Did Pakistan Know bin Laden's Whereabouts?

Whether Pakistan was complicit in hiding bin Laden was widely speculated upon, especially in Britain, where Prime Minister David Cameron recently accused Pakistan of looking "both ways" when it comes to terrorism. "Bin Laden was not only located in one of the most unlikely places for an international terrorist-the home of the Pakistan Military Academy....He was in a purpose-built bunker and had been there for some time," noted The Guardian on May 3.

"Betrayed? Of course he was," wrote Robert Fisk in Britain's Independent the same day. "By the Pakistan military or the Pakistan Inter-Services Intelligence? Quite possibly both. Pakistan knew where he was."

Asked that day's edition of The Daily Telegraph: "How do we respond to Pakistan President Asif Ali Zardari's incredible assertion that bin Laden was 'not anywhere we had anticipated he would be,' or the ISI's utterly unconvincing profession of embarrassment at being caught on the hop? It is all smoke and mirrors. Throw in the fact that the country has nuclear weapons and the scale of the diplomatic challenge becomes clear," the newspaper added.

But amid cries that Pakistan should pay back substantial aid it receives from the West, in a May 4 editorial The Independent urged full Western engagement to continue with Islamabad.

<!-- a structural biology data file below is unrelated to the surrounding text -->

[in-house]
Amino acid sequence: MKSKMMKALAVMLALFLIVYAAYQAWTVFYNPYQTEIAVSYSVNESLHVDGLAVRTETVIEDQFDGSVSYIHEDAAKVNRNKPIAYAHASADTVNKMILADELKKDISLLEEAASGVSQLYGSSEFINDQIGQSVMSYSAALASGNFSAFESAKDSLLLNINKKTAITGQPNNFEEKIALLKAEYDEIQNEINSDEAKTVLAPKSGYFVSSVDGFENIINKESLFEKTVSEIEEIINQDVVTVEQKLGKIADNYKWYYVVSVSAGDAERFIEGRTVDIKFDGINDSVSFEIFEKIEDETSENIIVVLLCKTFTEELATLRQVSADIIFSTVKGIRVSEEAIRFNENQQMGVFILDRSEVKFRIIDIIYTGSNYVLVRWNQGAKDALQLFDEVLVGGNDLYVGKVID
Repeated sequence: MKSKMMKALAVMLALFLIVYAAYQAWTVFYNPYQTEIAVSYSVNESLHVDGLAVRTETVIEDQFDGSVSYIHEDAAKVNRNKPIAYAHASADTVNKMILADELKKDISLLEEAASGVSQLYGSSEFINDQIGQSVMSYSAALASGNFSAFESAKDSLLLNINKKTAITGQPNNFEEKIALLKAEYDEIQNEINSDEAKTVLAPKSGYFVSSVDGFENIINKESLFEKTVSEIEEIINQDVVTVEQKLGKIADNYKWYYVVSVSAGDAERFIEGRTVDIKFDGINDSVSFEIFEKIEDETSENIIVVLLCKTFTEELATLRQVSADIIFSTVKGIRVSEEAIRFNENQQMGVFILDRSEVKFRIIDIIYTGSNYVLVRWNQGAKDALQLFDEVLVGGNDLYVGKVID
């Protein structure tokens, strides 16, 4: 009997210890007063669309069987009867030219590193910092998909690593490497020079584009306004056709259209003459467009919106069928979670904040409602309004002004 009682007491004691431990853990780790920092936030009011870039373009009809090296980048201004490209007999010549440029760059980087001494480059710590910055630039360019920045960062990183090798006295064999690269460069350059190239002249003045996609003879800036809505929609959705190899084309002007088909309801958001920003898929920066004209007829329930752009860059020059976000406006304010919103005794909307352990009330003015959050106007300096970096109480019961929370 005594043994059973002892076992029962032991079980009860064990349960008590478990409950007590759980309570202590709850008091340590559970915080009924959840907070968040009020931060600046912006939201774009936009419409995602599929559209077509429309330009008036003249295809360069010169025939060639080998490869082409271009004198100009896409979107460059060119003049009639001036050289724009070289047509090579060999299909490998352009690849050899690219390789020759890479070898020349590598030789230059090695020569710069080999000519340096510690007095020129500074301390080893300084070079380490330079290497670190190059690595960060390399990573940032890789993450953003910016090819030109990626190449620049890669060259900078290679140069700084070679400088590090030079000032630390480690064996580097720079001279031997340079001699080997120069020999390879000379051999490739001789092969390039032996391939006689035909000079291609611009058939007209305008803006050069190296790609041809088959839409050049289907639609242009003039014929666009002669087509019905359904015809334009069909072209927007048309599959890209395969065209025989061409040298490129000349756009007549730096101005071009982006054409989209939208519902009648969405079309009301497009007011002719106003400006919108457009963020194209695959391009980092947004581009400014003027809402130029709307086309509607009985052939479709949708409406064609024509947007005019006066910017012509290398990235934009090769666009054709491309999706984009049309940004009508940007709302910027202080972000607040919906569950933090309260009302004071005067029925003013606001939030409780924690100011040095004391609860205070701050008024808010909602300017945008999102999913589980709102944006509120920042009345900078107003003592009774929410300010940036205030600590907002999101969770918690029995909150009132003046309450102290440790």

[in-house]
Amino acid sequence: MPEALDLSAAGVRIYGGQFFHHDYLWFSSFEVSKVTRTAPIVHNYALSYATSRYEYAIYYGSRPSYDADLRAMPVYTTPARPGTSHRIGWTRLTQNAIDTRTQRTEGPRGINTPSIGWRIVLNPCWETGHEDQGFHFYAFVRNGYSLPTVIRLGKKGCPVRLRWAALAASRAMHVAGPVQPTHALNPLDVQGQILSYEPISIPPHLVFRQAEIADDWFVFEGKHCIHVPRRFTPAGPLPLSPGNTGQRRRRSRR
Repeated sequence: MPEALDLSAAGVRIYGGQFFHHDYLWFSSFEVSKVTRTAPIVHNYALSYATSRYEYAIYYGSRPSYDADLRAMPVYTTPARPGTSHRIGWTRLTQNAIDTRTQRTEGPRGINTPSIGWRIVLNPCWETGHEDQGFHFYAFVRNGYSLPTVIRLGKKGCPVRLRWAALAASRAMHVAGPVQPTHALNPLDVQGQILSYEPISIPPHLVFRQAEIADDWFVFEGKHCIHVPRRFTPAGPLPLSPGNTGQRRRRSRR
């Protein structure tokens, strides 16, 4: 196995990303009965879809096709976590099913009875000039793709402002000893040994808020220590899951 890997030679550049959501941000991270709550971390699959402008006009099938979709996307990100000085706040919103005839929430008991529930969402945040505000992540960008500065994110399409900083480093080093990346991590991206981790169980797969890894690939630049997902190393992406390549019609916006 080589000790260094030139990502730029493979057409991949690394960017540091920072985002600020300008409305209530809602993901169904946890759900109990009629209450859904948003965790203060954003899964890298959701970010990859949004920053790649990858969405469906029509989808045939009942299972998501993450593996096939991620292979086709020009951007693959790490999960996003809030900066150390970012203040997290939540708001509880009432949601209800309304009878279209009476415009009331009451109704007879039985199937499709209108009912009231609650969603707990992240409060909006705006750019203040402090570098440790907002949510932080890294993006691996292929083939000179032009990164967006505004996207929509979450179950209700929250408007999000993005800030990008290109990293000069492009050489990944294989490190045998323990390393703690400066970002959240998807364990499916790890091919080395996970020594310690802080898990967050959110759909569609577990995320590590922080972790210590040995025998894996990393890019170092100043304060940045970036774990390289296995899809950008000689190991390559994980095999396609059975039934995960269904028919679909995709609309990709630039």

"The danger is that post-bin Laden pressures will lead Washington to bypass the government and deal direct with the army, which is Pakistan's only strong institution," the newspaper wrote.

The rest of this article is only available to active members of Questia

Sign up now for a free, 1-day trial and receive full access to:

  • Questia's entire collection
  • Automatic bibliography creation
  • More helpful research tools like notes, citations, and highlights
  • Ad-free environment

Already a member? Log in now.

Notes for this article

Add a new note
If you are trying to select text to create highlights or citations, remember that you must now click or tap on the first word, and then click or tap on the last word.
One moment ...
Project items

Items saved from this article

This article has been saved
Highlights (0)
Some of your highlights are legacy items.

Highlights saved before July 30, 2012 will not be displayed on their respective source pages.

You can easily re-create the highlights by opening the book page or article, selecting the text, and clicking “Highlight.”

Citations (0)
Some of your citations are legacy items.

Any citation created before July 30, 2012 will labeled as a “Cited page.” New citations will be saved as cited passages, pages or articles.

We also added the ability to view new citations from your projects or the book or article where you created them.